Henry Highland Garnet was an African American abolitionist born circa December 23, 1815, in Kent County, Maryland. Born as a slave, Garnet and his family escaped to New York when he was about 9 years old. In the 1840s, he became an abolitionist. His "Call to Rebellion" speech in 1843 encouraged slaves to free themselves by rising up against owners. Seen as a radical, he became a controversial figure within the abolitionist movement. In 1865, Garnet became the first Black speaker to preach a sermon in the House of Representatives. In 1881, he was appointed United States Minister and Counsel General (a position equivalent to ambassador today) in Liberia, and died there a few months later, on February 13, 1882.
Early Life and Slavery
Abolitionist, activist and minister Henry Highland Garnet was born a slave in 1815 in Kent County, Maryland. Garnet became a leading and sometimes controversial figure in the abolitionist movement of the 1800s. He was about 9 years old when he and his family escaped from their owner in 1824. They had permission to attend a funeral in another part of Maryland, but they eventually made their way to New York City instead.
In New York City, Henry Highland Garnet attended the African Free School. There he studied science and English, among other subjects. Garnet also learned about navigation, and later spent some time working aboard ships. Returning after a voyage in 1829, he discovered that his family had been pursued by slave hunters. His parents got away, but his sister was captured. Angered by this attack on his family, Garnet is said to have bought a knife and walked the city streets looking to confront the slave hunter who stole his sister. His friends convinced him to stop seeking vengeance and to hide out on Long Island.
In the 1830s, Garnet continued his education at several institutions. He eventually attended the Oneida Institute in Whitesboro, New York. Finishing his studies in 1840, Garnet pursued a spiritual path. He became a Presbyterian minister and served as the first pastor of the Liberty Street Negro Presbyterian Church in Troy, New York, beginning in 1842.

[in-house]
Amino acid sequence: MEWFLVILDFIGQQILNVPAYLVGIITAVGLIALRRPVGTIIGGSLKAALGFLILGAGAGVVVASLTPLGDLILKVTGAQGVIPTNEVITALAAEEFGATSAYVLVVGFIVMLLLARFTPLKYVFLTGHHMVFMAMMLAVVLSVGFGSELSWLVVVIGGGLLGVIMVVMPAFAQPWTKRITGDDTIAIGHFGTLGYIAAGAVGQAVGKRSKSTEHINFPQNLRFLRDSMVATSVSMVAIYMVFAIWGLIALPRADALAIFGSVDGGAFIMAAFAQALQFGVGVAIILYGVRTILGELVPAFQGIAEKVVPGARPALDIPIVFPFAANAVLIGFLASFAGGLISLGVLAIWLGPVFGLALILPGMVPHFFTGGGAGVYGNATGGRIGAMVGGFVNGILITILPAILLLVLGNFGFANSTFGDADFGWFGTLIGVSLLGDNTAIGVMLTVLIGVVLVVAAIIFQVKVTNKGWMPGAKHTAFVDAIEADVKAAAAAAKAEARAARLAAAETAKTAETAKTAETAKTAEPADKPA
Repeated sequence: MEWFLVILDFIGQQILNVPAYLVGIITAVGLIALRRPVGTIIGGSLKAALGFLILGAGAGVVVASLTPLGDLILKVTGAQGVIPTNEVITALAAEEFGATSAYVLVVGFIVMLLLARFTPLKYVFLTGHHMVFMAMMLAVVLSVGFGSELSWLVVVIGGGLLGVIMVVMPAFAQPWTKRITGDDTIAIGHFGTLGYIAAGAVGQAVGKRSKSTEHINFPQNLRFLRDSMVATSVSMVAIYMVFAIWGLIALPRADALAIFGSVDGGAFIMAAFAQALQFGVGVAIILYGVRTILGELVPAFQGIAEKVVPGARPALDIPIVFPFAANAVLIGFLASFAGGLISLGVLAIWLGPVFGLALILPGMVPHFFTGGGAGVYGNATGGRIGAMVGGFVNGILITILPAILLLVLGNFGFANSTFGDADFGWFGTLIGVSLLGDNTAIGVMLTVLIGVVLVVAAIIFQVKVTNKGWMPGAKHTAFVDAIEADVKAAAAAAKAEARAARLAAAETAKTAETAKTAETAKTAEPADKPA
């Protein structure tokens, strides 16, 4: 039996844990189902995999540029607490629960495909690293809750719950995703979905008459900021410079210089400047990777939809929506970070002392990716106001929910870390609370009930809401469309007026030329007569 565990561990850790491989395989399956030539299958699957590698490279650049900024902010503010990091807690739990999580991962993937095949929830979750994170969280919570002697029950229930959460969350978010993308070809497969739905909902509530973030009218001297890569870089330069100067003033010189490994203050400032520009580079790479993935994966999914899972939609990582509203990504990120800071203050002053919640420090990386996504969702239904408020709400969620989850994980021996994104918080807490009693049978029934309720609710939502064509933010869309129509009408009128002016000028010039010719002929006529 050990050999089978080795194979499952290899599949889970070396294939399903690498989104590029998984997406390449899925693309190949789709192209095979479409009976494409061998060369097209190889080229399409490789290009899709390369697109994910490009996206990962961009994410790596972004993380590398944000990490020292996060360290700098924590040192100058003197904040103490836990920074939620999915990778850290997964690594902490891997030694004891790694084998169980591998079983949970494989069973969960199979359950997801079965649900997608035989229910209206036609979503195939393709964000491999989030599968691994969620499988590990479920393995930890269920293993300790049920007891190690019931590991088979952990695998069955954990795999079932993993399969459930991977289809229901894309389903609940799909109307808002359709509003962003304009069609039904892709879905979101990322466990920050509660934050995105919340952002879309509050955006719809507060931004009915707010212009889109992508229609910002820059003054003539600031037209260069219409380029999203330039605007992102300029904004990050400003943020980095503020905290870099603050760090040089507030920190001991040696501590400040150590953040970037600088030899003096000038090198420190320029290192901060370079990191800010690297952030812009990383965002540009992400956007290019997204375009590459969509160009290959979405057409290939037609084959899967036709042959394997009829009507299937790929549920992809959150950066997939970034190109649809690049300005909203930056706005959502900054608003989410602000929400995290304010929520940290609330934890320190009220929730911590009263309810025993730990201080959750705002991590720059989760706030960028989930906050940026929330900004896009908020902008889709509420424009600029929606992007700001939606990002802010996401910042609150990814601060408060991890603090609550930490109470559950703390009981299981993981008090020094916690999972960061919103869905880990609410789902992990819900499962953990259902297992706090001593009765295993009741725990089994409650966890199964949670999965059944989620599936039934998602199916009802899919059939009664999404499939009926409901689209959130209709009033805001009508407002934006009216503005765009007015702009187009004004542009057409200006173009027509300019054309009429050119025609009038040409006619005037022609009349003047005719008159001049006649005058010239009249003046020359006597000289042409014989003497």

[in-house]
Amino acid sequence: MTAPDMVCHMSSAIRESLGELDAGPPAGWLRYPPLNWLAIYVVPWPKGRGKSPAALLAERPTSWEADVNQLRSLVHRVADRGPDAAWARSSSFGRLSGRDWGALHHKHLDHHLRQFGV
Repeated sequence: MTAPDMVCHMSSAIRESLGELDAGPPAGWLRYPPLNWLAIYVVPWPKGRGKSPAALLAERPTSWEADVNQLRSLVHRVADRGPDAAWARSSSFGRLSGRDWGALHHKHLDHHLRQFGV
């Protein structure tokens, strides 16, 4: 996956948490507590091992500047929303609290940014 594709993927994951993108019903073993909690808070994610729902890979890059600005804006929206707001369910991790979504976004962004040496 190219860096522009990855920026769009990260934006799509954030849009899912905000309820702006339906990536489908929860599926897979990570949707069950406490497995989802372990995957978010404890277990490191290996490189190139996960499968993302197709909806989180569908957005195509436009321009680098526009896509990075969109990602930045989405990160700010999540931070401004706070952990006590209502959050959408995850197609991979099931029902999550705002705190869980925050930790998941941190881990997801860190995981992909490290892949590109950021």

'Call to Rebellion' Movement
A tireless activist in the fight to end slavery, Garnet worked with the likes of William Lloyd Garrison and Frederick Douglass. He became well-known for his skills as an orator. In 1843, Garnet gave one of his most famous speeches, usually referred to as the "Call to Rebellion," at the National Negro Convention. Rather than try to sway whites to end slavery, he encouraged the slaves to obtain their freedom themselves by rising up against their owners. This was a radical idea at the time, and both Douglass and Garrison opposed it. The convention refused to endorse Garnet's speech after taking a vote on the matter.
In 1850, Garnet traveled to England and Scotland where he spoke widely against the practice of slavery. He also supported allowing Black people to immigrate to other lands, such as Liberia in Africa, a country made up mostly of freed slaves. In 1852, Garnet traveled to Jamaica to serve as a missionary.
After returning to the United States, Garnet became a pastor at the Shiloh Church in New York City. He continued to work to end slavery, but his influence within the abolitionist movement had been somewhat diminished because his more radical views.
During the Civil War, he found himself the target of public anger over the issue of slavery. A mob of people sought to attack Garnet during the 1863 draft riots in New York City. They crowded in his street, but they were unable to locate him and his family.
The following year, Garnet moved to Washington, D.C., to serve as pastor of the Fifteenth Street Presbyterian Church. On February 12, 1865, while in Washington, Garnet made history when he was chosen by President Abraham Lincoln to give a sermon before the House of Representatives—making him the first Black speaker to do so.
In 1881, President James A. Garfield appointed Garnet to serve as United States Minister and Counsel General (a position equivalent to ambassador today) in Liberia, fulfilling his lifelong dream to travel to Africa. Unfortunately, his time in Africa was short. Garnet died on February 13, 1882, only a few months after his arrival.
His words may be Garnet's lasting legacy. It is believed that Garnet's "Call to Rebellion" helped inspire others in the abolitionist movement to take action, including John Brown who led the 1859 attack on the arsenal in Harpers Ferry, Virginia (now West Virginia).
We strive for accuracy and fairness. If you see something that doesn't look right, contact us!